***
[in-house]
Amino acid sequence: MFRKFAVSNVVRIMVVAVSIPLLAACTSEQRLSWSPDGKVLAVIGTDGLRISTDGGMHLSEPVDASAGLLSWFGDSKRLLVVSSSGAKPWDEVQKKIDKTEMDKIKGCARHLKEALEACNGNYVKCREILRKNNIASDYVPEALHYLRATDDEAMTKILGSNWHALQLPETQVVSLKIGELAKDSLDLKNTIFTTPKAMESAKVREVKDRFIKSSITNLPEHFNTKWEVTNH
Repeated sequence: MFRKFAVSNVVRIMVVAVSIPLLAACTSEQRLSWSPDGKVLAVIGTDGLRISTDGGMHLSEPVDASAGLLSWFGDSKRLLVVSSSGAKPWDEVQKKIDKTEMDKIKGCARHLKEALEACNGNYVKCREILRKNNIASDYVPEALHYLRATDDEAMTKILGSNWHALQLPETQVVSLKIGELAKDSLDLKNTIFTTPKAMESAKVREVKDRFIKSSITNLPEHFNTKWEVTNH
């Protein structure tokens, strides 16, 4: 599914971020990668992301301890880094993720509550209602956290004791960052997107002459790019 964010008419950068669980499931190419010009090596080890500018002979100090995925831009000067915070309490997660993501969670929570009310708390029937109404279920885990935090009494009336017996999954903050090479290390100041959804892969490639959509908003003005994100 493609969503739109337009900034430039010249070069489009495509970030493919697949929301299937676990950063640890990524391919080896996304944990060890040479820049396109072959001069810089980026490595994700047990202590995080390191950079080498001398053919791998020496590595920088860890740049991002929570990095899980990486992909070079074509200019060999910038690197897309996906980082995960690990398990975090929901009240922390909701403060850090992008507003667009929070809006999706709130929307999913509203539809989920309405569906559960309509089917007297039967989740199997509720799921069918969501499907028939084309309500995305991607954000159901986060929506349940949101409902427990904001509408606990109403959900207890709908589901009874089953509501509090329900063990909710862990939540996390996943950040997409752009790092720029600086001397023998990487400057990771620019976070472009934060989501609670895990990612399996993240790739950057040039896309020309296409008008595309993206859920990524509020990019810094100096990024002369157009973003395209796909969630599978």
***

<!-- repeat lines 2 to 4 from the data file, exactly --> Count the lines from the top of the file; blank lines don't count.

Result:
Amino acid sequence: MFRKFAVSNVVRIMVVAVSIPLLAACTSEQRLSWSPDGKVLAVIGTDGLRISTDGGMHLSEPVDASAGLLSWFGDSKRLLVVSSSGAKPWDEVQKKIDKTEMDKIKGCARHLKEALEACNGNYVKCREILRKNNIASDYVPEALHYLRATDDEAMTKILGSNWHALQLPETQVVSLKIGELAKDSLDLKNTIFTTPKAMESAKVREVKDRFIKSSITNLPEHFNTKWEVTNH
Repeated sequence: MFRKFAVSNVVRIMVVAVSIPLLAACTSEQRLSWSPDGKVLAVIGTDGLRISTDGGMHLSEPVDASAGLLSWFGDSKRLLVVSSSGAKPWDEVQKKIDKTEMDKIKGCARHLKEALEACNGNYVKCREILRKNNIASDYVPEALHYLRATDDEAMTKILGSNWHALQLPETQVVSLKIGELAKDSLDLKNTIFTTPKAMESAKVREVKDRFIKSSITNLPEHFNTKWEVTNH
């Protein structure tokens, strides 16, 4: 599914971020990668992301301890880094993720509550209602956290004791960052997107002459790019 964010008419950068669980499931190419010009090596080890500018002979100090995925831009000067915070309490997660993501969670929570009310708390029937109404279920885990935090009494009336017996999954903050090479290390100041959804892969490639959509908003003005994100 493609969503739109337009900034430039010249070069489009495509970030493919697949929301299937676990950063640890990524391919080896996304944990060890040479820049396109072959001069810089980026490595994700047990202590995080390191950079080498001398053919791998020496590595920088860890740049991002929570990095899980990486992909070079074509200019060999910038690197897309996906980082995960690990398990975090929901009240922390909701403060850090992008507003667009929070809006999706709130929307999913509203539809989920309405569906559960309509089917007297039967989740199997509720799921069918969501499907028939084309309500995305991607954000159901986060929506349940949101409902427990904001509408606990109403959900207890709908589901009874089953509501509090329900063990909710862990939540996390996943950040997409752009790092720029600086001397023998990487400057990771620019976070472009934060989501609670895990990612399996993240790739950057040039896309020309296409008008595309993206859920990524509020990019810094100096990024002369157009973003395209796909969630599978």